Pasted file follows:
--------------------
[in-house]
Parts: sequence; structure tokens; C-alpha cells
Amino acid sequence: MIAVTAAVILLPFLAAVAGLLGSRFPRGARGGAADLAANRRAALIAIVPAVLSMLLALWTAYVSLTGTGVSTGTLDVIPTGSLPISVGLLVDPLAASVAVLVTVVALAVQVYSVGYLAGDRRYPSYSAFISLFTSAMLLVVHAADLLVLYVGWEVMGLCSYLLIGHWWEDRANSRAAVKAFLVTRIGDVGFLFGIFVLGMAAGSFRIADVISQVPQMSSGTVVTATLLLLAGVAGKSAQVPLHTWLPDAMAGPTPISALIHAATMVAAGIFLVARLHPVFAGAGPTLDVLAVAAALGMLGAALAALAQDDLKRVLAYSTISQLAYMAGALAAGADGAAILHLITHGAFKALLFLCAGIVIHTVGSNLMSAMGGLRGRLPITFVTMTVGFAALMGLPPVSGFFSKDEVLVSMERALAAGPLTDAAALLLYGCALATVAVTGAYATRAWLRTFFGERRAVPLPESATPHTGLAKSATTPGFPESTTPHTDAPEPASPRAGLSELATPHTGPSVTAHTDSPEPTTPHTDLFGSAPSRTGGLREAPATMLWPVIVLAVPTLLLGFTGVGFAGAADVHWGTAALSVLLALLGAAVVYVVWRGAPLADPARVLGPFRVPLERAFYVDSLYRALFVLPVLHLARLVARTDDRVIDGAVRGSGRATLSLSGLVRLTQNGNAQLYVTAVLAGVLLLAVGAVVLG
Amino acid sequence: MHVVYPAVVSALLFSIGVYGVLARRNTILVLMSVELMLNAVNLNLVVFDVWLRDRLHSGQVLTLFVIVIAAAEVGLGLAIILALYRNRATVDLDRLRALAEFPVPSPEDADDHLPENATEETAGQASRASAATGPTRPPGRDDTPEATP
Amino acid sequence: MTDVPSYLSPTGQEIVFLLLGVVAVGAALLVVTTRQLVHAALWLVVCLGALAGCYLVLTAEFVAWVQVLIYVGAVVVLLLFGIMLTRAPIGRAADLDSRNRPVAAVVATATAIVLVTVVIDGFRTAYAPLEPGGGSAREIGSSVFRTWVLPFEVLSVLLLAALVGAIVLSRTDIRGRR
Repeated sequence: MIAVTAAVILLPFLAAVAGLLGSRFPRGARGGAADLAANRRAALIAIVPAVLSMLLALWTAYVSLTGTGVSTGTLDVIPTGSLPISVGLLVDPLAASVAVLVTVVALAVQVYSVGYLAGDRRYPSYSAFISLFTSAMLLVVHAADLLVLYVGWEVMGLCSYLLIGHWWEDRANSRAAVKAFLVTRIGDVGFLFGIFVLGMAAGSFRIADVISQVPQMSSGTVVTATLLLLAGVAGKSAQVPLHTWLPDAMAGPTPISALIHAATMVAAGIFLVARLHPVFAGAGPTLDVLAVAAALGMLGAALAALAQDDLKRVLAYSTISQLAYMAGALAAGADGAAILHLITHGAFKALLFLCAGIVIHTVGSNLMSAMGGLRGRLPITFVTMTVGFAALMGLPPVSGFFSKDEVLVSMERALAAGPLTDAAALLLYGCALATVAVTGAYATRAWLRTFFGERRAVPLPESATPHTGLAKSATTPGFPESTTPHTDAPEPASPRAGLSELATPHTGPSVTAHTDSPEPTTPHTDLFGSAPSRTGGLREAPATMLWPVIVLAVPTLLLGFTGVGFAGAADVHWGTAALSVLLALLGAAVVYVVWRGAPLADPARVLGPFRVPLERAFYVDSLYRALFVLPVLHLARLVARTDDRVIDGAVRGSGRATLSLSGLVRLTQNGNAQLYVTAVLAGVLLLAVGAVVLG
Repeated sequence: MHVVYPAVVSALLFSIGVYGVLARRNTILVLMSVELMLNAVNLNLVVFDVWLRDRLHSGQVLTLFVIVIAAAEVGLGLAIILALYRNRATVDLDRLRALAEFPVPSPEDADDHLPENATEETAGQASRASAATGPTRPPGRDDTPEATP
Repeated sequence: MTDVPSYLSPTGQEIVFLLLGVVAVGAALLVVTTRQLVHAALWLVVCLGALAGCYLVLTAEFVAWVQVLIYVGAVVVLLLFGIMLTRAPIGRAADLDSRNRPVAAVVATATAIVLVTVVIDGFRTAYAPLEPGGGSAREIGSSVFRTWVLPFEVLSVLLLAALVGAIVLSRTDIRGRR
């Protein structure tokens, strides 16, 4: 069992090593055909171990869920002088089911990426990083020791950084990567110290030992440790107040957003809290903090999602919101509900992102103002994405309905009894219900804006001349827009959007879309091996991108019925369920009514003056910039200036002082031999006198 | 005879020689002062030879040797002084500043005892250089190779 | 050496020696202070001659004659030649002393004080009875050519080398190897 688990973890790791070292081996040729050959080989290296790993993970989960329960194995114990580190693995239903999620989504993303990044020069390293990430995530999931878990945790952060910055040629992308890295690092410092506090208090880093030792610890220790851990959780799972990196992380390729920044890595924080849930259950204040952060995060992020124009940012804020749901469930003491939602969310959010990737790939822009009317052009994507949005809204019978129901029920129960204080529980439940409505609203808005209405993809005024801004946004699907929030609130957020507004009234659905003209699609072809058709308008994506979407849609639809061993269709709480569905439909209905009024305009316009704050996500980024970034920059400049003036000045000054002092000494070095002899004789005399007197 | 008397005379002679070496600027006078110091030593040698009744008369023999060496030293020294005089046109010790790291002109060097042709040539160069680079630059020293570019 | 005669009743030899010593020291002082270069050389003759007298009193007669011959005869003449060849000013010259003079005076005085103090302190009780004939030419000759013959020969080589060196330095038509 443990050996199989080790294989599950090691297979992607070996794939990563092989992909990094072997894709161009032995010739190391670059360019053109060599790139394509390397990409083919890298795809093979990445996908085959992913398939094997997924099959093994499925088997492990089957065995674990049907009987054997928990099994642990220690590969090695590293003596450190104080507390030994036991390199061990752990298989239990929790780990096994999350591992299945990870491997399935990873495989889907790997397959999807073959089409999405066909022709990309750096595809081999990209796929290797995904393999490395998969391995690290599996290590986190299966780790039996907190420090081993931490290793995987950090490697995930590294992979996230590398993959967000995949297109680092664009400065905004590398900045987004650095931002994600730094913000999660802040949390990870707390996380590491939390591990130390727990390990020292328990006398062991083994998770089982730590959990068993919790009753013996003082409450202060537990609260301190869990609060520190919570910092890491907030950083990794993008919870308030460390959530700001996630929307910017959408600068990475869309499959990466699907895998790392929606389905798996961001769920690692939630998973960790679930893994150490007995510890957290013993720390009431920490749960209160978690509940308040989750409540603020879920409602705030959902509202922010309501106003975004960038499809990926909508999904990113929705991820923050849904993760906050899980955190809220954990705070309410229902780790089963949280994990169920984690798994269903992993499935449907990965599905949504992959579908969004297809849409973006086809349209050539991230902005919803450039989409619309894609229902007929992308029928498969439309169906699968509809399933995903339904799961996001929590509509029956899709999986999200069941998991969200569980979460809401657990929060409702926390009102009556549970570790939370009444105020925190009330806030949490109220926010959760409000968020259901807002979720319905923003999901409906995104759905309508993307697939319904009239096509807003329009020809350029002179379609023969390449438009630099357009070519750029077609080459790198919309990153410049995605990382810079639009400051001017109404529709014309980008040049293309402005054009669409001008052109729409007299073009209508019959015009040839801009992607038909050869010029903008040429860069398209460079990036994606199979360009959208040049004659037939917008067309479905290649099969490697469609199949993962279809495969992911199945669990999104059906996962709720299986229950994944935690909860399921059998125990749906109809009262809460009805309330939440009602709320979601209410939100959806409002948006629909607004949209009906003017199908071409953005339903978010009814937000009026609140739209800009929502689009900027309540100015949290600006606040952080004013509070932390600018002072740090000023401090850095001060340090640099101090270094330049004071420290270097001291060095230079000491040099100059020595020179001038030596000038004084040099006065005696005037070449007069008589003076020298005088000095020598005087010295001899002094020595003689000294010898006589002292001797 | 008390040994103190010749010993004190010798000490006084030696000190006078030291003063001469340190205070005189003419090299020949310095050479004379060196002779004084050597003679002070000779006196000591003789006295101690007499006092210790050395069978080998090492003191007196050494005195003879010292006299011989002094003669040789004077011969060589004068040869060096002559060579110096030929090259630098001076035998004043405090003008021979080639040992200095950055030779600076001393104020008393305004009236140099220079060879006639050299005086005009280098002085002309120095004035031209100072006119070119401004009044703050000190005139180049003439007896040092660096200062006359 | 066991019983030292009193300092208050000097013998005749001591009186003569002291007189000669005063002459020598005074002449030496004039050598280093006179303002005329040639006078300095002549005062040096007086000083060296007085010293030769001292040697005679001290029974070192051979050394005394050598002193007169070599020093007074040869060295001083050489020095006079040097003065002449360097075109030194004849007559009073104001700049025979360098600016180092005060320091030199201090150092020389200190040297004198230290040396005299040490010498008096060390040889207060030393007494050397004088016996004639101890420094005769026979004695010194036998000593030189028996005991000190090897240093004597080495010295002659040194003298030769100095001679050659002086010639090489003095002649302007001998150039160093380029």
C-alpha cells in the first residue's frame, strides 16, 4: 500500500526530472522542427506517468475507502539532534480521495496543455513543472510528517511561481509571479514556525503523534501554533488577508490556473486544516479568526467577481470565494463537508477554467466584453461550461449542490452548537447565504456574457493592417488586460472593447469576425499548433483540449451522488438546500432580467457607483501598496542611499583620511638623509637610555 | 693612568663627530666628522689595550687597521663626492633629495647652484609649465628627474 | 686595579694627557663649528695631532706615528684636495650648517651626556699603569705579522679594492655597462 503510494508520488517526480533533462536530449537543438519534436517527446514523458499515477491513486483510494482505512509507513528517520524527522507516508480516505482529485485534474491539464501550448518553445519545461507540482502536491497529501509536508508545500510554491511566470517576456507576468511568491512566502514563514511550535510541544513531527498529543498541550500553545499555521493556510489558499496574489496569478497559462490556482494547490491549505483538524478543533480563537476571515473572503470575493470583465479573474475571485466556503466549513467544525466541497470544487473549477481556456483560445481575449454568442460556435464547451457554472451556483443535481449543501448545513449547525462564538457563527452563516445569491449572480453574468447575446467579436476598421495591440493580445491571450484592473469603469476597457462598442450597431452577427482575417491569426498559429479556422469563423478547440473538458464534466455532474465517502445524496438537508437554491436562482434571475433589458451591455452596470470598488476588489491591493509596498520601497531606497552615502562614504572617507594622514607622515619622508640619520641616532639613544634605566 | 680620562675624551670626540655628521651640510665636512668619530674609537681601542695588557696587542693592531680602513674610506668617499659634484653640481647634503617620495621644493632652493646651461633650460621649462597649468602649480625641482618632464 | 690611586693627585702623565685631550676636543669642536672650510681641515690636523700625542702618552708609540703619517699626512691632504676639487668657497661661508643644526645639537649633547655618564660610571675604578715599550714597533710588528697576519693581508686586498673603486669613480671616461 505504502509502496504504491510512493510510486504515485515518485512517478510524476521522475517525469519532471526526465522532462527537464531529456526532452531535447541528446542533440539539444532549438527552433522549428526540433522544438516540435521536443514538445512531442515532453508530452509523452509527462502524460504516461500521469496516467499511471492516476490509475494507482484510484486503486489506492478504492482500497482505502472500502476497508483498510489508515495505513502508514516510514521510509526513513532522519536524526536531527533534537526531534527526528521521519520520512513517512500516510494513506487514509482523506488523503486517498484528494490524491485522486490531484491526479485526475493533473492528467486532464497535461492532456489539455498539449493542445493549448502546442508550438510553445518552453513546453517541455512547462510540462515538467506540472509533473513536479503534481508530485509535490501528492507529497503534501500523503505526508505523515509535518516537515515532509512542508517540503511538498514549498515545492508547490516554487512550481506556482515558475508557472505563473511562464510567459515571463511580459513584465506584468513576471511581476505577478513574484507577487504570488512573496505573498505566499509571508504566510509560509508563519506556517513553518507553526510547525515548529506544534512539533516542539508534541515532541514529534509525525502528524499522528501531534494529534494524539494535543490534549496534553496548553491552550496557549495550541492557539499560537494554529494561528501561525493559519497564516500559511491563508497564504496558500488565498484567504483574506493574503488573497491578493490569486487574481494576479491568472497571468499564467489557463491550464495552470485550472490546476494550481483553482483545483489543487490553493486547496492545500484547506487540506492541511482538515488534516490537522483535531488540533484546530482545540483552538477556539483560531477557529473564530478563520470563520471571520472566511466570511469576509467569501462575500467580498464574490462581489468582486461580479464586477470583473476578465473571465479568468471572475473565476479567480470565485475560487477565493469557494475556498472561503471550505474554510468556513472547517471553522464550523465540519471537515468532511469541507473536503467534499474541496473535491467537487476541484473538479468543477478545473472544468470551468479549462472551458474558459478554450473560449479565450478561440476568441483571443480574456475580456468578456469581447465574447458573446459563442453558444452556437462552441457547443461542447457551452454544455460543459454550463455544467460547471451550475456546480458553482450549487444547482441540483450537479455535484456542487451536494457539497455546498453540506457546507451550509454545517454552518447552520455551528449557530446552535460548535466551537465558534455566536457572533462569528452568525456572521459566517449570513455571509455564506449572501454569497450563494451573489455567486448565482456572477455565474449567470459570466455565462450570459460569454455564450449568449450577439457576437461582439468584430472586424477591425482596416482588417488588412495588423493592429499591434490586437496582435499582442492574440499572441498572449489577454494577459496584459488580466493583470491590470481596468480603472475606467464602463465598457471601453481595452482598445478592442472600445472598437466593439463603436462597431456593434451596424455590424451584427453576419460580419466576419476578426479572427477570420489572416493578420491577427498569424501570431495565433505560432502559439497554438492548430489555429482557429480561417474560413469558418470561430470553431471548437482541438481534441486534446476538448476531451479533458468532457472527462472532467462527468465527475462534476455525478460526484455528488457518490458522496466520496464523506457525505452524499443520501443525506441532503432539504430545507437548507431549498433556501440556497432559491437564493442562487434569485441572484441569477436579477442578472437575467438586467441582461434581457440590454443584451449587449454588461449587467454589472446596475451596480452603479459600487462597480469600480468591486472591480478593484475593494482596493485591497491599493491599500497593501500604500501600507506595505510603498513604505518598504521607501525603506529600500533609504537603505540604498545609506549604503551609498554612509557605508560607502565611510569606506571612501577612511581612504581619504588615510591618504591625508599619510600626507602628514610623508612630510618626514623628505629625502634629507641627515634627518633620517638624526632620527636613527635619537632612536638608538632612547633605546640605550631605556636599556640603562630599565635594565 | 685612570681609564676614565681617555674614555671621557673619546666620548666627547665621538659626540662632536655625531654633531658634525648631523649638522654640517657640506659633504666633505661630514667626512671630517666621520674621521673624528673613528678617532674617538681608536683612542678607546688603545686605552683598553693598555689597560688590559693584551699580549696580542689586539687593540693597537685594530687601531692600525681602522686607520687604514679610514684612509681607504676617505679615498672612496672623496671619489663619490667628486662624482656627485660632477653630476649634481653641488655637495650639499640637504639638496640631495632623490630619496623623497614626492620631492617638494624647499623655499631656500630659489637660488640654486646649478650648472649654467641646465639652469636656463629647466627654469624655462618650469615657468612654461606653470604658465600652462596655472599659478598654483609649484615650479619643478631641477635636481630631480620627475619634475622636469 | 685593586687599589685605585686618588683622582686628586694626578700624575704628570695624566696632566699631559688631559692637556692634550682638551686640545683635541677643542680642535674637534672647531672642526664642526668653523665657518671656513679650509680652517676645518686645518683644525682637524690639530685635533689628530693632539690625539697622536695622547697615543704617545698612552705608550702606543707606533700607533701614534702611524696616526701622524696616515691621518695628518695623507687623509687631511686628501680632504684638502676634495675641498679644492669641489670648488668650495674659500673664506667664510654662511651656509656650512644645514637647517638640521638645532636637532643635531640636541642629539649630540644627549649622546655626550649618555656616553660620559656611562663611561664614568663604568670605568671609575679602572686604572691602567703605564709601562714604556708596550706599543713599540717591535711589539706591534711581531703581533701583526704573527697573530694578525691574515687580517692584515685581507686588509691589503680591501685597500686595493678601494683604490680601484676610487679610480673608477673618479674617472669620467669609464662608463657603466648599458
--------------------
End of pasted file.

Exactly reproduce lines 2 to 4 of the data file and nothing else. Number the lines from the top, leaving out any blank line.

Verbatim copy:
Parts: sequence; structure tokens; C-alpha cells
Amino acid sequence: MIAVTAAVILLPFLAAVAGLLGSRFPRGARGGAADLAANRRAALIAIVPAVLSMLLALWTAYVSLTGTGVSTGTLDVIPTGSLPISVGLLVDPLAASVAVLVTVVALAVQVYSVGYLAGDRRYPSYSAFISLFTSAMLLVVHAADLLVLYVGWEVMGLCSYLLIGHWWEDRANSRAAVKAFLVTRIGDVGFLFGIFVLGMAAGSFRIADVISQVPQMSSGTVVTATLLLLAGVAGKSAQVPLHTWLPDAMAGPTPISALIHAATMVAAGIFLVARLHPVFAGAGPTLDVLAVAAALGMLGAALAALAQDDLKRVLAYSTISQLAYMAGALAAGADGAAILHLITHGAFKALLFLCAGIVIHTVGSNLMSAMGGLRGRLPITFVTMTVGFAALMGLPPVSGFFSKDEVLVSMERALAAGPLTDAAALLLYGCALATVAVTGAYATRAWLRTFFGERRAVPLPESATPHTGLAKSATTPGFPESTTPHTDAPEPASPRAGLSELATPHTGPSVTAHTDSPEPTTPHTDLFGSAPSRTGGLREAPATMLWPVIVLAVPTLLLGFTGVGFAGAADVHWGTAALSVLLALLGAAVVYVVWRGAPLADPARVLGPFRVPLERAFYVDSLYRALFVLPVLHLARLVARTDDRVIDGAVRGSGRATLSLSGLVRLTQNGNAQLYVTAVLAGVLLLAVGAVVLG
Amino acid sequence: MHVVYPAVVSALLFSIGVYGVLARRNTILVLMSVELMLNAVNLNLVVFDVWLRDRLHSGQVLTLFVIVIAAAEVGLGLAIILALYRNRATVDLDRLRALAEFPVPSPEDADDHLPENATEETAGQASRASAATGPTRPPGRDDTPEATP